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"Wagner Bloodies Mali" - U.S. Official

FILE: Protesters holds a banner reading "Thank you Wagner" during a demonstration to celebrate France's announcement to withdraw its troops from Mali, in Bamako, on February 19, 2022. The Wagner Group has been accused of war crimes in several African nations, including Mali.

Mali's security situation has become "significantly worse" due to the ruling junta's choices, including an alleged decision to partner with Wagner, a Russian private security firm, a senior US official said Wednesday.

"The United States' ability to help Mali on the security side is greatly constrained now... by the choice that the Mali government made to get into bed with Wagner," Victoria Nuland, the US State Department's under secretary for political affairs, told reporters following a four-day visit to the Sahel.

"Terrorism [in Mali] has gotten significantly worse," Nuland said, claiming that such incidents rose some 30 percent over the past six months.

Nuland said there were "broad reports of human rights abuses across the region where (Wagner forces) are working" and accused the operatives of giving "malfunctioning" equipment to Mali's army and encouraging it to deny the UN peacekeeping mission access to "large swathes" of the country.

The mission, MINUSMA, has itself complained that the junta is limiting its operations.

Nuland said the Russian-owned mercenaries' presence had also constrained U.S. operations in the West African country.

"We are just not going to operate in the same space, even if we were invited to or able to, because of the negative way (Wagner forces) operate, the way they treat people", she said. "We are limited by the bad security choices that the junta has made."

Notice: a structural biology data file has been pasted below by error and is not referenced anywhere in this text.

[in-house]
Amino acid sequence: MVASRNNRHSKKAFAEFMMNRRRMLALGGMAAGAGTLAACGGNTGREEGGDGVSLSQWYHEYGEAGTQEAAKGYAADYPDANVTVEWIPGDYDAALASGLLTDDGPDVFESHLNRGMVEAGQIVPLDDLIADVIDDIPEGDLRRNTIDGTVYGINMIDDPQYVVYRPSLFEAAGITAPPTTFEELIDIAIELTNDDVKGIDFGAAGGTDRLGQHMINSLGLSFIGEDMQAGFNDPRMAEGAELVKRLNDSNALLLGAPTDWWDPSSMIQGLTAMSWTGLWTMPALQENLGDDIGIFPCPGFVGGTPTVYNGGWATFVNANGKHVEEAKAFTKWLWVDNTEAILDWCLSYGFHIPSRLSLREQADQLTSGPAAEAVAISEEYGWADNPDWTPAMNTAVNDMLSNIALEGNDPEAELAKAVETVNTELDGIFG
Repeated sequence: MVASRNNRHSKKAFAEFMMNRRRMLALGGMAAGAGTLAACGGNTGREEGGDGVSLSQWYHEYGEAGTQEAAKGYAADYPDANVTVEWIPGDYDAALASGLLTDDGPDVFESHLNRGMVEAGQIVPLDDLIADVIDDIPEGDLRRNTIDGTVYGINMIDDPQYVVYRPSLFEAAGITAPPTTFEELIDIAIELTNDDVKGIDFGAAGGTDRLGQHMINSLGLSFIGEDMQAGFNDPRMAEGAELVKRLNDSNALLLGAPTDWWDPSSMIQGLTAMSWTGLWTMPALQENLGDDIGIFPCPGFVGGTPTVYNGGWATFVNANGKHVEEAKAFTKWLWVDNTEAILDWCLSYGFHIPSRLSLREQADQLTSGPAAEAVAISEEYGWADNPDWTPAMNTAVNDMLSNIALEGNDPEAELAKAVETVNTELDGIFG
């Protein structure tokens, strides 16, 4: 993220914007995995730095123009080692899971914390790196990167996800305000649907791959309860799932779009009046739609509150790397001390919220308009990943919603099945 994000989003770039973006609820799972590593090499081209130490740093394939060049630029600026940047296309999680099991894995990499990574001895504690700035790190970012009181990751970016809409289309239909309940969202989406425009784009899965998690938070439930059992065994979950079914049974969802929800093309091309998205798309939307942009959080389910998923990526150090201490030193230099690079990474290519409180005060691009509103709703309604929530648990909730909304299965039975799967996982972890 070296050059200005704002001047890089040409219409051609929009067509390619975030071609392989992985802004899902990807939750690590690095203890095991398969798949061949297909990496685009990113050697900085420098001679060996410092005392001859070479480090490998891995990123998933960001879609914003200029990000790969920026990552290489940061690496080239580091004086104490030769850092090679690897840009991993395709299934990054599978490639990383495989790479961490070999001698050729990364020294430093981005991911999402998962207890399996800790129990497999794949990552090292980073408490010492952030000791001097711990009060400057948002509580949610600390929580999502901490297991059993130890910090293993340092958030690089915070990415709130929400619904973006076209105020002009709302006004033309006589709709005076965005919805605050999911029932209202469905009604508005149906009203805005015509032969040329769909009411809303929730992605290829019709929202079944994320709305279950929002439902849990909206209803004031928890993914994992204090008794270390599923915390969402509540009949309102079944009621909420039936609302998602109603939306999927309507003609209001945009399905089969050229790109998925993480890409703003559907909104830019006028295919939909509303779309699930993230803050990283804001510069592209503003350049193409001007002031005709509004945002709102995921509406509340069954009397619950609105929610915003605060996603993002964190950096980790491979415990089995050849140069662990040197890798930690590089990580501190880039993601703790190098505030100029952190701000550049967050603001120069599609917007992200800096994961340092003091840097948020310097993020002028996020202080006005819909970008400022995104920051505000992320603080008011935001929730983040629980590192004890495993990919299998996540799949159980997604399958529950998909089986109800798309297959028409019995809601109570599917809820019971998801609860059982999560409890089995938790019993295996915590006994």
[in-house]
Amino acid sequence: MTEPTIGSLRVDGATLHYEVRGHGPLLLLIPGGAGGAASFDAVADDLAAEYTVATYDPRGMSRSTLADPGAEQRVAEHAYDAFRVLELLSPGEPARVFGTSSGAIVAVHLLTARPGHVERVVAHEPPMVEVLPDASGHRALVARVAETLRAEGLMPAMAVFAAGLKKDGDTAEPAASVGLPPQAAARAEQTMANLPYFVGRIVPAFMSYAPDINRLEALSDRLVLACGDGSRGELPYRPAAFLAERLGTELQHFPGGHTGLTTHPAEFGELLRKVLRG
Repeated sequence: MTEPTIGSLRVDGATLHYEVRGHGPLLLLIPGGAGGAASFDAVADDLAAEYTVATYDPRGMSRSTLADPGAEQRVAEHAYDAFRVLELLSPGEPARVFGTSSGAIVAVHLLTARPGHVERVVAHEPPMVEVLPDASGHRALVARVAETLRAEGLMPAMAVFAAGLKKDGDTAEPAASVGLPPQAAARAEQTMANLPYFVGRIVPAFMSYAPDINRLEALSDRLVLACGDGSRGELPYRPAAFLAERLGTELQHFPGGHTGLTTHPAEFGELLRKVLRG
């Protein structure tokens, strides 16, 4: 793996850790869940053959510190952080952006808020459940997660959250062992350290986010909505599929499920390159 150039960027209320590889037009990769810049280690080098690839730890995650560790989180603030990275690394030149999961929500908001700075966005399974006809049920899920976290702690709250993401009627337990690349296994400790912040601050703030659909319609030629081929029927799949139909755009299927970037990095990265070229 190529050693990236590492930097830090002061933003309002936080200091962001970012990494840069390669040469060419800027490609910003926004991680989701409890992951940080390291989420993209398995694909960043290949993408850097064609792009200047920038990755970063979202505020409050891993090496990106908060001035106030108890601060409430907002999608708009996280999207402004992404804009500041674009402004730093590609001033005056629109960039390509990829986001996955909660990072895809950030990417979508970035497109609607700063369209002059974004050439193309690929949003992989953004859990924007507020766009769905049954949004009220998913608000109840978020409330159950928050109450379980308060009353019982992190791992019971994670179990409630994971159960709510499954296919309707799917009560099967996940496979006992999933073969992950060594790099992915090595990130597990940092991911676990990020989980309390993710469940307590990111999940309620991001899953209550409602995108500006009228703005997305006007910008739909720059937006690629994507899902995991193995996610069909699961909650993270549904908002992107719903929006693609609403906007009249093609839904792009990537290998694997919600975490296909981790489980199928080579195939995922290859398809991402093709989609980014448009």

French forces, which had been operating for about a decade in Mali, completely withdrew earlier this year.

The United States had provided logistical and intelligence support to France's Barkhane force before it relocated to Niger. Nuland said the American army's Africa Command has continued to work very closely with that force despite its redeployment.

She said Mali's neighboring countries are "extremely concerned" and want to "ensure that Wagner and terrorism both stay on the Malian side of the border."

Nuland, who said she met with Mali's interim prime minister and government, said the junta appeared to remain committed to its promise to hold elections in 2024.

Along with Mali, the State Department official's tour included a stop in Burkina Faso, where she heard from interim president, Ibrahim Traore, who seized power in a coup last month, that the country would not turn to Russian operatives for support in fighting jihadists.

"He was unequivocal in saying that it is Burkinabe who will defend the security of their nation and that they have no intention of inviting Wagner in", she said.

Nuland also visited Niger and Mauritania, referring to the latter as an "island of stability in a very, very rough neighborhood."